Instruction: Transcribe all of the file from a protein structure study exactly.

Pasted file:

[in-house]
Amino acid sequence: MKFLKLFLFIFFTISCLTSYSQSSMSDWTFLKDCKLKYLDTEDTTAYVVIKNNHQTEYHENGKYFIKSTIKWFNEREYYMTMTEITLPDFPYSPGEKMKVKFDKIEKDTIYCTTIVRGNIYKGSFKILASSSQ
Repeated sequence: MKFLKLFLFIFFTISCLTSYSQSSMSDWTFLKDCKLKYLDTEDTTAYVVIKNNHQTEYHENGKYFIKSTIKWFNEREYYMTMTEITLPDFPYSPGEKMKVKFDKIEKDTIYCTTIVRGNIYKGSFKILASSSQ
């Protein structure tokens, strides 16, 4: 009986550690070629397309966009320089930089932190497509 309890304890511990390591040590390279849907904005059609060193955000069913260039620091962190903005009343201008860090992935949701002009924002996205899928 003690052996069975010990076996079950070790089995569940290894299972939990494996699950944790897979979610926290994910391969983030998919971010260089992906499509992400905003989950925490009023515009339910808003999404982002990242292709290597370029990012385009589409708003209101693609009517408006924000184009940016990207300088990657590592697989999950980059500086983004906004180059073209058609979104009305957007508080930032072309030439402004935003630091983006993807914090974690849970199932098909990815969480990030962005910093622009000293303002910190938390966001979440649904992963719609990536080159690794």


[in-house]
Amino acid sequence: MKFLKLFLFIFFTISCLTSYSQSSMSDWTFLKDCKLKYLDTEDTTAYVVIKNNHQTEYHENGKYFIKSTIKWFNEREYYMTMTEITLPDFPYSPGEKMKVKFDKIEKDTIYCTTIVRGNIYKGSFKILASSSQ
Repeated sequence: MKFLKLFLFIFFTISCLTSYSQSSMSDWTFLKDCKLKYLDTEDTTAYVVIKNNHQTEYHENGKYFIKSTIKWFNEREYYMTMTEITLPDFPYSPGEKMKVKFDKIEKDTIYCTTIVRGNIYKGSFKILASSSQ
């Protein structure tokens, strides 16, 4: 009986550690070629397309966009320089930089932190497509 309890304890511990390591040590390279849907904005059609060193955000069913260039620091962190903005009343201008860090992935949701002009924002996205899928 003690052996069975010990076996079950070790089995569940290894299972939990494996699950944790897979979610926290994910391969983030998919971010260089992906499509992400905003989950925490009023515009339910808003999404982002990242292709290597370029990012385009589409708003209101693609009517408006924000184009940016990207300088990657590592697989999950980059500086983004906004180059073209058609979104009305957007508080930032072309030439402004935003630091983006993807914090974690849970199932098909990815969480990030962005910093622009000293303002910190938390966001979440649904992963719609990536080159690794």